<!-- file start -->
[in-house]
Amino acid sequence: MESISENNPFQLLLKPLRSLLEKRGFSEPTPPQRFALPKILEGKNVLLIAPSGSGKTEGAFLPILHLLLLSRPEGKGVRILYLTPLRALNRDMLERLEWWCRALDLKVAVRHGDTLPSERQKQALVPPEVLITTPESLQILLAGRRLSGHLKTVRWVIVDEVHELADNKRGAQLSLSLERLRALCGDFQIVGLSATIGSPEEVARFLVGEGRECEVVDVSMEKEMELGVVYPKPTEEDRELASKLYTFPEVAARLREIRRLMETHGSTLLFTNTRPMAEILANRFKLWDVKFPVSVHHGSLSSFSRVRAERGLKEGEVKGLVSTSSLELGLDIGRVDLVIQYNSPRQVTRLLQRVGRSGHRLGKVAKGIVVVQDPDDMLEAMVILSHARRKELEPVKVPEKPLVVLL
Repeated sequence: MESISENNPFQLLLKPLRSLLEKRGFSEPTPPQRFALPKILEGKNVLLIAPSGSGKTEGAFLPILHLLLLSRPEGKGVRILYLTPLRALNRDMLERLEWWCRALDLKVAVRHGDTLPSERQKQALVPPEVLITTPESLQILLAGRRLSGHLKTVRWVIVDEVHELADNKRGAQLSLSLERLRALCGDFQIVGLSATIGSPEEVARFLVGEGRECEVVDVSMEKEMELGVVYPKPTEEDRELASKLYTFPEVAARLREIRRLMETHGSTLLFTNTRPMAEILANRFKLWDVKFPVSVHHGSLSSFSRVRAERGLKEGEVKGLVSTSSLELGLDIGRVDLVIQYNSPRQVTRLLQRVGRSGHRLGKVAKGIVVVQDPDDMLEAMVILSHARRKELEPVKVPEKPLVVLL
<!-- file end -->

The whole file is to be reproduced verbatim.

[in-house]
Amino acid sequence: MESISENNPFQLLLKPLRSLLEKRGFSEPTPPQRFALPKILEGKNVLLIAPSGSGKTEGAFLPILHLLLLSRPEGKGVRILYLTPLRALNRDMLERLEWWCRALDLKVAVRHGDTLPSERQKQALVPPEVLITTPESLQILLAGRRLSGHLKTVRWVIVDEVHELADNKRGAQLSLSLERLRALCGDFQIVGLSATIGSPEEVARFLVGEGRECEVVDVSMEKEMELGVVYPKPTEEDRELASKLYTFPEVAARLREIRRLMETHGSTLLFTNTRPMAEILANRFKLWDVKFPVSVHHGSLSSFSRVRAERGLKEGEVKGLVSTSSLELGLDIGRVDLVIQYNSPRQVTRLLQRVGRSGHRLGKVAKGIVVVQDPDDMLEAMVILSHARRKELEPVKVPEKPLVVLL
Repeated sequence: MESISENNPFQLLLKPLRSLLEKRGFSEPTPPQRFALPKILEGKNVLLIAPSGSGKTEGAFLPILHLLLLSRPEGKGVRILYLTPLRALNRDMLERLEWWCRALDLKVAVRHGDTLPSERQKQALVPPEVLITTPESLQILLAGRRLSGHLKTVRWVIVDEVHELADNKRGAQLSLSLERLRALCGDFQIVGLSATIGSPEEVARFLVGEGRECEVVDVSMEKEMELGVVYPKPTEEDRELASKLYTFPEVAARLREIRRLMETHGSTLLFTNTRPMAEILANRFKLWDVKFPVSVHHGSLSSFSRVRAERGLKEGEVKGLVSTSSLELGLDIGRVDLVIQYNSPRQVTRLLQRVGRSGHRLGKVAKGIVVVQDPDDMLEAMVILSHARRKELEPVKVPEKPLVVLL